I was quite impressed by the Visualizing Friendships post on the Facebook Engineering blog. So I decided to try out some data visualization myself. Of course, I am no longer an intern at Facebook (I interned there this summer. A post coming up soon), so I don’t have access to the millions of edges used in the map. So, I decided to do something similar for Twitter.
To plot anything I needed to find where my friends and followers were located. I used the Twitter API to find the list of my friends and followers. Then for each of the users, I found where they were located. This is not quite simple, since I want the location to be in the Latitude - Longitude format, and not everyone mentions their real locations in their Twitter profile.
The Twitter API had two basic problems:
- It is slow
- It places a lot of tight restrictions on how many results you can get at once.
But I waded through both of them, by (a) being patient (b) batching up requests in groups of size 100. This got me the public data about my friends whose profiles were publicly accessible. Now, a lot of them are living in places which might have multiple names, can be misspelled, do not accurately pinpoint the location of the person etc. For example, a friend who lives in Mumbai, can write ‘Mumbai’, ‘Bombay’ (the old name of Mumbai), ‘Aamchi Mumbai’ (a popular phrase, which translates to ‘Our Mumbai’), or ‘Maharashtra’ (the state), etc. Thankfully, I found the Yahoo! Placefinder API, which solves this problem more or less. We can query for the lat-long pair of a place, and it will return its best guesses for the same.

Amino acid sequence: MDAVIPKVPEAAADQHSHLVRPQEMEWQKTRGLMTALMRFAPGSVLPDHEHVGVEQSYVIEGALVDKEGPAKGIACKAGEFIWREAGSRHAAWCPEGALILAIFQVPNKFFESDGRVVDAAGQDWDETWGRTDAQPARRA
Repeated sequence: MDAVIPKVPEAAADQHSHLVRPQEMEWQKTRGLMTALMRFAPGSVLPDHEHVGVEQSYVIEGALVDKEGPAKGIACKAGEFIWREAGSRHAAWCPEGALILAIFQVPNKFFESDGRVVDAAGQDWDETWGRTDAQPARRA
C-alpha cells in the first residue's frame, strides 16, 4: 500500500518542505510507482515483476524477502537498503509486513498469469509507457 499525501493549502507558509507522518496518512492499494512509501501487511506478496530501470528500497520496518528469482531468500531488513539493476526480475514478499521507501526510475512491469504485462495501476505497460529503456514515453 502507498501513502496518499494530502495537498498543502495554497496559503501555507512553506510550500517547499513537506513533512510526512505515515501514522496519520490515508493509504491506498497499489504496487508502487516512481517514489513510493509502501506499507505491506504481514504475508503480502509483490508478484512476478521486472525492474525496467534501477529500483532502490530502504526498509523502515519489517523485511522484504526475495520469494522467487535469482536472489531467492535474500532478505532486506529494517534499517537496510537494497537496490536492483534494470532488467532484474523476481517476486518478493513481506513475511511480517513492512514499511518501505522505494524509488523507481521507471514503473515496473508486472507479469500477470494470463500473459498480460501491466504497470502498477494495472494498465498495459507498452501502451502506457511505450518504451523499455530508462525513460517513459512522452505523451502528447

You can find the script that gets the Lat-Long pairs here.
Edit: Since Yahoo! is commercializing their PlaceFinder API, I think the Google GeoCoding API should be a suitable replacement. (Thanks to Dhruv for the suggestion).